Saturday, December 17, 2005

New Candidates from Iraq

Our military presence in Iraq has contributed to more than a positive turnout for the latest elections in that country. It appears to be producing candidates for public office back home. And some of them are Democrats.

Today's New York Times reports that Maj. L. Tammy Duckworth, a helicopter pilot and double-amputee veteran of the Iraq war, will seek the Democratic nomination to run for the Congressional seat being vacated by Illinois Rep. Henry Hyde.

I was impressed by Duckworth when I encountered her and fellow vets back in April on C-Span's "American Perspectives: Conversations with Soldiers Wounded in Iraq." (The program linked to that post is no longer archived.)

Paul Hackett, who commanded a Marine unit in Iraq, earned 48 percent of the vote in his run for Congressional seat a heavily Republican Ohio district. He's now pursuing the Democratic nomination to challenge Senator Mike DeWine. Here is a transcript of Hackett's recent appearance on Meet the Bloggers.

If nothing else, these candidates will allow some Democrats to move from "supporting our troops" in the abstract to getting to know real, and real quality, people who have served in the military.

2 Comments:

Anonymous Anonymous said...

Yes, but unlike Paul Hackett, Duckworth does not have any real relationship with my district. This poses real problems for me, for the Democrats in my district have been building our party from literally nothing with the help of Christine CEGELIS, who is a progressive Democrat who almost ousted Rep. Hyde in 2004, forcing Hyde into requirement. Although Duckworth may be a lovely woman, her policies do not resonate with the district. She also does not have any volunteers from the district. I also believe her sense of entitlement to run in a district in which she has not tried to establish relations with her potential voters reflects very poorly on her character.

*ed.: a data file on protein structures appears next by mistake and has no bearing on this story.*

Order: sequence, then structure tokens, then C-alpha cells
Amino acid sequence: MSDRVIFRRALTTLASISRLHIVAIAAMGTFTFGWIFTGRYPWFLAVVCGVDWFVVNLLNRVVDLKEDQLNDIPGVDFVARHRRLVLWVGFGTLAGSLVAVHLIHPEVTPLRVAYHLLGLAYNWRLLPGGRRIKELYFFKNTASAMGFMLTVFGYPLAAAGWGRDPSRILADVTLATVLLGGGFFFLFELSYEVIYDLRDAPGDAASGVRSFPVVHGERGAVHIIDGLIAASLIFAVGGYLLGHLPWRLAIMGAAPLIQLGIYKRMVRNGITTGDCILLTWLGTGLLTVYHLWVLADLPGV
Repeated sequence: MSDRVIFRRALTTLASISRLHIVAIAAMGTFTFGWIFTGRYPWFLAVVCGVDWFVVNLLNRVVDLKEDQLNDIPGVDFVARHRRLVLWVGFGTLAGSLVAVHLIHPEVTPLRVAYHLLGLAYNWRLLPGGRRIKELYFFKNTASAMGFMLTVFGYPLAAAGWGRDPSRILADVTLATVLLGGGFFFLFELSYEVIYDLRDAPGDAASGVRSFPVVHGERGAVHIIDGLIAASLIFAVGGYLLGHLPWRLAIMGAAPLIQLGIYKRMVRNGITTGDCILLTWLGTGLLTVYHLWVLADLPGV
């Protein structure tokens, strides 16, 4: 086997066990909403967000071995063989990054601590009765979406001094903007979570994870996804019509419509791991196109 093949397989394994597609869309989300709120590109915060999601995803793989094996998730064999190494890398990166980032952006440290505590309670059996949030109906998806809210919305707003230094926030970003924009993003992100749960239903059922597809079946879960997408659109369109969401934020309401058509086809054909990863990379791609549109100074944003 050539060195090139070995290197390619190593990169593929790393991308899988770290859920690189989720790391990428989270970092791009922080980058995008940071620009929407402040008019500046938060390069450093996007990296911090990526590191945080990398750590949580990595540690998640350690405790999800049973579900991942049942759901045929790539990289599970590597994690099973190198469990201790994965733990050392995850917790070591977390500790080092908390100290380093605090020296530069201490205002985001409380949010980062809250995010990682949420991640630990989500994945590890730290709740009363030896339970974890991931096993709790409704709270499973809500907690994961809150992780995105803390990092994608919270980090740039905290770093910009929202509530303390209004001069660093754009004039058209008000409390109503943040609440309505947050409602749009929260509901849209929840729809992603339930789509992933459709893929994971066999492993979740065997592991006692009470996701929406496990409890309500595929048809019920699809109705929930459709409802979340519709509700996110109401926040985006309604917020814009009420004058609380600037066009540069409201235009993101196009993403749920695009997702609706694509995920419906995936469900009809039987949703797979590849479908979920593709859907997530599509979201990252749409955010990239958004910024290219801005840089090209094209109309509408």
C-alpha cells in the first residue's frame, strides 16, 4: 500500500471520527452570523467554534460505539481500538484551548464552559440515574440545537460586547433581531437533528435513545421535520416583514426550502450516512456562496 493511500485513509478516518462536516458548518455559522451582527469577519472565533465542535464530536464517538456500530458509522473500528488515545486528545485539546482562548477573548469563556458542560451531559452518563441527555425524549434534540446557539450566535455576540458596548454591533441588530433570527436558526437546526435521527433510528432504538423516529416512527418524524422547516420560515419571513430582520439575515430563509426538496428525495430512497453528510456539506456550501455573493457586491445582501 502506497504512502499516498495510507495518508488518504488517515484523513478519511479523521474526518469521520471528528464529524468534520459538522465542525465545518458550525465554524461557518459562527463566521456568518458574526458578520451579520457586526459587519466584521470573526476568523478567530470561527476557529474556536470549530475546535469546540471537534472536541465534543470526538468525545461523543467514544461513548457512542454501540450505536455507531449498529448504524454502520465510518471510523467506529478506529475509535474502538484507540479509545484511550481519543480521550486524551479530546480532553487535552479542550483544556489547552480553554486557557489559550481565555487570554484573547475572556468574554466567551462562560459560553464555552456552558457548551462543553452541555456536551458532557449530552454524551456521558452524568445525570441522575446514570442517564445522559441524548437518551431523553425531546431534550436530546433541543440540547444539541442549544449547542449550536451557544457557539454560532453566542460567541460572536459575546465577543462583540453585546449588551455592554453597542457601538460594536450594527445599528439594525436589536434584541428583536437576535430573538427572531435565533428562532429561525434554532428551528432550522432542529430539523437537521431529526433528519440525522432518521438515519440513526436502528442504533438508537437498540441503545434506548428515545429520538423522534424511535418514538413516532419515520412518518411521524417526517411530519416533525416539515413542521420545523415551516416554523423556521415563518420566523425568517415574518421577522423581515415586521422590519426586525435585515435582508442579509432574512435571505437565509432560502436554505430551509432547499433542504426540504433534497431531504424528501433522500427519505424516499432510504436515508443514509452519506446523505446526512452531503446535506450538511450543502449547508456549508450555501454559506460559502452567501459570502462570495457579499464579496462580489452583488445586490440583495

4:27 PM  
Blogger Charlie Quimby said...

Thanks for your comment. The Times article says Duckworth was "recruited" to run, but not by whom.

This points up the problems of trying to understand what's really going on in local districts we observe from afar. Yet, we engage in national political commentary and are encouraged to view every seat lost or gained by a party to be our loss or gain.

Given the seats DeLay purloined in Texas, perhaps they are. But shouldn't they first and foremost still be about representing the people of the district?

I have received solicitations from candidates in other states, apparently because I have made some progressive donations somewhere, or because of this blog.

If Al Franken decides to run for Senate in Minnesota, does anyone believe his support will be all Minnesota-based? Despite his family roots, will he be any more a Minnesotan running than Hilary Clinton was a New Yorker?

I'll watch this race even more closely now, thanks to your comment.

7:46 PM  

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